Re: Help with non-linear system of equations

*To*: mathgroup at smc.vnet.net*Subject*: [mg115816] Re: Help with non-linear system of equations*From*: Manjinder Benning <manjbenning at gmail.com>*Date*: Fri, 21 Jan 2011 04:34:01 -0500 (EST)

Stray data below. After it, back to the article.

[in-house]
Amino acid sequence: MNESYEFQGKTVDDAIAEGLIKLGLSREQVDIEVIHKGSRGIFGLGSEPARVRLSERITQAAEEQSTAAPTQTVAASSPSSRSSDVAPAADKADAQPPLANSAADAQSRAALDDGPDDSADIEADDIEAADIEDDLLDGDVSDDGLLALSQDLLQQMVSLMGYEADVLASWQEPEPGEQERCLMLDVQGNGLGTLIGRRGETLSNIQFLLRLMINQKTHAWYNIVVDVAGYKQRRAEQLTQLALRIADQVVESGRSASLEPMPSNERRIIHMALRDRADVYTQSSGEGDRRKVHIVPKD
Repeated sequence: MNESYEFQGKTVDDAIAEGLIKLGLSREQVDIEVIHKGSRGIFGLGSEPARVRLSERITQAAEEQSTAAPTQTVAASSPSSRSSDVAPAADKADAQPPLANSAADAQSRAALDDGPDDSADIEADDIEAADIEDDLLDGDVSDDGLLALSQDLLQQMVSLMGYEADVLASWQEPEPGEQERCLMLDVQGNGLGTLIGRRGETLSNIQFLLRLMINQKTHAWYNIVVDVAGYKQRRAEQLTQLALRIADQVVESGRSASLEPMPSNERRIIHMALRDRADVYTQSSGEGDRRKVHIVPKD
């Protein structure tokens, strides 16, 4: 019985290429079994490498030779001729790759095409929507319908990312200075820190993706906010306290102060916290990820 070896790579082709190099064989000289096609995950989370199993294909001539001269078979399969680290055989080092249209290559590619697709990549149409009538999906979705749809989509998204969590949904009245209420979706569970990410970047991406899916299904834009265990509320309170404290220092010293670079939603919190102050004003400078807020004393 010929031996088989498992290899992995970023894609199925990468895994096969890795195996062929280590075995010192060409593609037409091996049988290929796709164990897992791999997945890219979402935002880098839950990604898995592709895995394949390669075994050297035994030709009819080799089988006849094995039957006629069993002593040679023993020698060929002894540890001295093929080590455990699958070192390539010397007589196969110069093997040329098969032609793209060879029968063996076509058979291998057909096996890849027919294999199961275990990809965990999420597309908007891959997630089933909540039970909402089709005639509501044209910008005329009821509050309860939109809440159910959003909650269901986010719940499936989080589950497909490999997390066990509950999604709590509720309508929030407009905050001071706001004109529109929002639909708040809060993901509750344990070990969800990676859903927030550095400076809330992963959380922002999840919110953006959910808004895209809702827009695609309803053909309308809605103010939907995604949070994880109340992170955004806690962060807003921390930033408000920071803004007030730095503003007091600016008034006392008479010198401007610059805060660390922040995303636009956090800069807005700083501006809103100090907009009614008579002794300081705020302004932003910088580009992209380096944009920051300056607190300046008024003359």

thanks Daniel i wanted to confirm that i am normalizing my ellipse correctly Take, x^2/a^2 + y^2/b^2 = 1 Where the a and b are half my major and minor axes lengths. Then i define a1 = b^2/a^2 b1 = b^2 this gives me the normalized form that you used: ellipse = a1*x^2 + y^2 - b1 Is this how you meant? I ran some tests using your proposed solution and found that it doesnt seem to work. Ex: I collected~20 points and fit an ellipse to it. Major Axis Length: 137.6 Minor Axis Length: 123 Using. Solve[(polys /. {b -> 3782, a -> 0.8}) == 0] // N Out[31]{{cossqr->-0.01838,xc->-30.9734,zp->0.-7.38965 I,xp->-30.5262},{cossqr->-0.01838,xc->-30.9734,zp->0.+7.38965 I,xp->-30.5262},{cossqr->-0.01838,xc->30.9734,zp->0.-7.38965 I,xp->30.5262},{cossqr->-0.01838,xc->30.9734,zp->0.+7.38965 I,xp->30.5262},{cossqr->0.0179834,xc->-30.5262,zp->-7.44358,xp->-30.9734},{cossqr->0.0179834,xc->-30.5262,zp->7.44358,xp->-30.9734},{cossqr->0.0179834,xc->30.5262,zp->-7.44358,xp->30.9734},{cossqr->0.0179834,xc->30.5262,zp->7.44358,xp->30.9734}} On Tue, Jan 18, 2011 at 2:05 PM, Daniel Lichtblau <danl at wolfram.com> wrote: > Manjinder Benning wrote: > >> Hi i am trying to do some 3D modeling by finding a 6 unknown 6 equation >> simultaneous system. I am using the equation: >> >> Cos(a) = A.B/|A||B| >> where A and B are lines (vectors) in 3 space. >> a is the angle between the lines. >> >> When i run the calculation, Mathematica just runs forever and doesn't come >> to a solution. It would be great if a closed form solution could be found. >> I am understanding that it is difficult to solve systems with polynomial >> and >> trig parts? >> >> Description of Problem: >> >> So i have 3 points in 3-space. >> Pl (Xl, Yl, Zl) - A constant point in the air >> Pc(Xc, Yc, Zc) - A constant point on the ground (Z=0) >> Pe's (Xe_n, Ye_n, Ze_n) - A series of points that lay on the edges of an >> ellipse co-planar to Z=0 (which are known experimentally) >> A - The angle between the line (Pl -> Pc) and each (Pl -> Pe_n) >> >> Due to the geometry of the problem (a ellipse) angle A is constant. >> >> >> Are there any methods i can use to make it easier to solve (ie bounding >> the >> problem) or am i dreaming that i will find a closed form solution? >> ...any help would be appreciated: >> >> Heres the code: >> >> eq1 =Cos[A] == ((Xc - Xl)*(Xe1-Xl) + (Yc-Yl)*(Ye1-Yl) + >> (-Zl)*(-Zl))/Sqrt[( >> (Xc - Xl)^2 + (Yc-Yl)^2+(-Zl)^2 ) * ((Xe1-Xl)^2 +(Ye1-Yl)^2+(-Zl)^2)] >> >> eq2 =Cos[A] == ((Xc - Xl)*(Xe2-Xl) + (Yc-Yl)*(Ye2-Yl) + >> (-Zl)*(-Zl))/Sqrt[( >> (Xc - Xl)^2 + (Yc-Yl)^2+(-Zl)^2 ) * ((Xe2-Xl)^2 +(Ye2-Yl)^2+(-Zl)^2)] >> >> eq3 =Cos[A] == ((Xc - Xl)*(Xe3-Xl) + (Yc-Yl)*(Ye3-Yl) + >> (-Zl)*(-Zl))/Sqrt[( >> (Xc - Xl)^2 + (Yc-Yl)^2+(-Zl)^2 ) * ((Xe3-Xl)^2 +(Ye3-Yl)^2+(-Zl)^2)] >> >> eq4 =Cos[A] == ((Xc - Xl)*(Xe4-Xl) + (Yc-Yl)*(Ye4-Yl) + >> (-Zl)*(-Zl))/Sqrt[( >> (Xc - Xl)^2 + (Yc-Yl)^2+(-Zl)^2 ) * ((Xe4-Xl)^2 +(Ye4-Yl)^2+(-Zl)^2)] >> >> eq5 =Cos[A] == ((Xc - Xl)*(Xe5-Xl) + (Yc-Yl)*(Ye5-Yl) + >> (-Zl)*(-Zl))/Sqrt[( >> (Xc - Xl)^2 + (Yc-Yl)^2+(-Zl)^2 ) * ((Xe5-Xl)^2 +(Ye5-Yl)^2+(-Zl)^2)] >> >> eq6 =Cos[A] == ((Xc - Xl)*(Xe6-Xl) + (Yc-Yl)*(Ye6-Yl) + >> (-Zl)*(-Zl))/Sqrt[( >> (Xc - Xl)^2 + (Yc-Yl)^2+(-Zl)^2 ) * ((Xe6-Xl)^2 +(Ye6-Yl)^2+(-Zl)^2)] >> >> Solve[{eq1,eq2,eq3,eq4,eq5, >> eq6},{A,Xl,Yl,Zl,Xc,Yc}] >> >> much gratitude to all things Mathematica! >> Manjinder. >> > > Sjoerd de Vries gave a good answer but there are some fine points I had > wanted to address. Please pardon a certain amount of replication of what he > mentioned. > > First is that your system is not quite correct. It is overdetermined in the > sense that you give six points on an ellipse, and underdetermined in that it > will not be able to solve for your six parameters. The reason is of course > that once you have the point coordinates, your angle is forced by e.g. the > Law of Cosines. I assert this boldly so nobody will realize it took me two > days to locate my missing equation. Anyway, you now can form a sixth > equation using the cosine law. > > How do we know the original formulation is really overdetermined? because > the geometry of constant angle from a line does in fact determine a > quadratic curve (a conic section in the plane), and five points suffice to > uniquely identify such a conic. > > Next item is that in some sense a closed form solution must exist. But it > is likely to be horrendously big and not numerically well behaved when you > plug in actual values for your points. Since your data is experimental there > seems to be little point in not opting for a more numeric approach. Moreover > such an approach might behave better in the situation of having an > overdetermined ellipse (as de Vries notes, you can just obtain said ellipse > via a best fit to the six points). > > It simplifies matters considerably to move the ellipse so that the major > axis is the x axis. You can also center it at the origin, though that does > not really affect the equations we will use. The equations needed for > translating and rotating an ellipse are easy to set up and I'll omit that. > > We really want to work with polynomials, so we'll take some squares as > needed. Also notice that the angle only appears as as cosine, and we'll end > up solving for cos-squared. So there really is no transcendental function > until we're done with the algebra, at which point an arccosine will be > needed to recover the angle. > > We'll assume we normalize the ellipse so that it has the form > a*x^2+y^2-b==0, with 0<a<=1. Some geometric consideration indicates that the > segment from ground point to air point must project onto the major axis, so > we do not have yc or yp to bother with. So we have parameters xc, xp, zp, > and cossqr. > > Here is a symbolic formulation. > > groundpt = {xc, yc, 0}; > airpt = {xp, yp, zp}; > groundpt = {xc, 0, 0}; > airpt = {xp, 0, zp}; > ellipse = a*x^2 + y^2 - b; > cossquared[v1_, v2_] := (v1.v2)^2/(v1.v1*v2.v2) > > Here we get an expression to the effect that the cosine squared of angle > between segment from air point to ellipse point and segment from air point > to ground point, is some constant value. We have, by set-up, assumed the > major axis is the x axis. > > In[132]:= expr = > Numerator[ > Together[cossqr - cossquared[{x, y, 0} - airpt, groundpt - airpt]]] > > Out[132]= -x^2 xc^2 + cossqr x^2 xc^2 + 2 x^2 xc xp - > 2 cossqr x^2 xc xp + 2 x xc^2 xp - 2 cossqr x xc^2 xp - x^2 xp^2 + > cossqr x^2 xp^2 - 4 x xc xp^2 + 4 cossqr x xc xp^2 - xc^2 xp^2 + > cossqr xc^2 xp^2 + 2 x xp^3 - 2 cossqr x xp^3 + 2 xc xp^3 - > 2 cossqr xc xp^3 - xp^4 + cossqr xp^4 + cossqr xc^2 y^2 - > 2 cossqr xc xp y^2 + cossqr xp^2 y^2 + cossqr x^2 zp^2 - > 2 x xc zp^2 + cossqr xc^2 zp^2 + 2 x xp zp^2 - 2 cossqr x xp zp^2 + > 2 xc xp zp^2 - 2 cossqr xc xp zp^2 - 2 xp^2 zp^2 + > 2 cossqr xp^2 zp^2 + cossqr y^2 zp^2 - zp^4 + cossqr zp^4 > > Notice the above is a quadratic in x and y, that is, the locus in question > does in fact lie on a conic. > > To get equations for the point and angle parameters, in terms of our > ellipse parameters, we equate terms in the ellipse. > > In[155]:= polys = > Flatten[CoefficientList[expr, {x, y}]] - > Flatten[CoefficientList[ellipse, {x, y}]] /. 0 :> Sequence[] > > Out[155]= {b - xc^2 xp^2 + cossqr xc^2 xp^2 + 2 xc xp^3 - > 2 cossqr xc xp^3 - xp^4 + cossqr xp^4 + cossqr xc^2 zp^2 + > 2 xc xp zp^2 - 2 cossqr xc xp zp^2 - 2 xp^2 zp^2 + > 2 cossqr xp^2 zp^2 - zp^4 + cossqr zp^4, -1 + cossqr xc^2 - > 2 cossqr xc xp + cossqr xp^2 + cossqr zp^2, > 2 xc^2 xp - 2 cossqr xc^2 xp - 4 xc xp^2 + 4 cossqr xc xp^2 + > 2 xp^3 - 2 cossqr xp^3 - 2 xc zp^2 + 2 xp zp^2 - > 2 cossqr xp zp^2, -a - xc^2 + cossqr xc^2 + 2 xc xp - > 2 cossqr xc xp - xp^2 + cossqr xp^2 + cossqr zp^2} > > Say we give numeric values for the ellipse parameters. Then it is a simple > matter to find the point and angle parameters. Here is a simple example. > > In[156]:= Solve[(polys /. {b -> 1, a -> 1/9}) == 0] // N > > Out[156]= {{cossqr -> 0.779803, xc -> 2.39604, zp -> -0.627285, > xp -> 3.33885}, {cossqr -> 0.779803, xc -> 2.39604, zp -> 0.627285, > xp -> 3.33885}, {cossqr -> 0.779803, xc -> -2.39604, > zp -> -0.627285, xp -> -3.33885}, {cossqr -> 0.779803, > xc -> -2.39604, zp -> 0.627285, xp -> -3.33885}, {cossqr -> 1.64877, > xc -> -3.33885, zp -> 0. - 0.53139 I, > xp -> -2.39604}, {cossqr -> 1.64877, xc -> -3.33885, > zp -> 0.+ 0.53139 I, xp -> -2.39604}, > {cossqr -> 1.64877, xc -> 3.33885, > zp -> 0. - 0.53139 I, > xp -> 2.39604}, {cossqr -> 1.64877, xc -> 3.33885, > zp -> 0. + 0.53139 I, xp -> 2.39604}} > > Complex solutions (where the cosine squared may be other than between 0 and > 1) get discarded. You then can decide what you want to use. Presumably you > want the z coordinate of the air point to be positive. > > Another subtlety here is that we have the square of the cosine. Should we > take the cosine to be positive or negative? This depends on the placement of > xp. Geometric considerations show that xc will be inside the ellipse. If xp > is such that the air point projects (down) to be also inside the ellipse > then the angle is obtuse, so take the negative for the cosine. Else it is > acute and so the cosine is positive. > > By the way, while the above use of Solve (or NSolve) seems easy enough, a > different formulation with FindRoot seemed unable to get solutions even when > starting near one. I do not know if this was bad setup on my part or numeric > instability. In any case, what this indicates to me is that the steps of > finding the ellipse from six points, translating/rotating to put into the > above canonical form, and solving for {xc,xp,zp,cossqr} are the way to do > this. In contrast, setting up five equations based on five ellipse points, > augmenting with an equation derived from the Law of Cosines, and solving > from there seems not to work: FindRoot gives up and NSolve hangs. > > For the morbidly curious, the extra eqwuation based on LoC is constructed > as below. > > newpoly = With[ > {v1 = groundpt - pts[[1]], v2 = groundpt - airpt, > v3 = pts[[1]] - airpt}, > (v1.v1 - v2.v2 - v3.v3)^2 - 4*v2.v2*v3.v3*cossqr] > > Daniel Lichtblau > Wolfram Research > -- www.thepowerofyang.com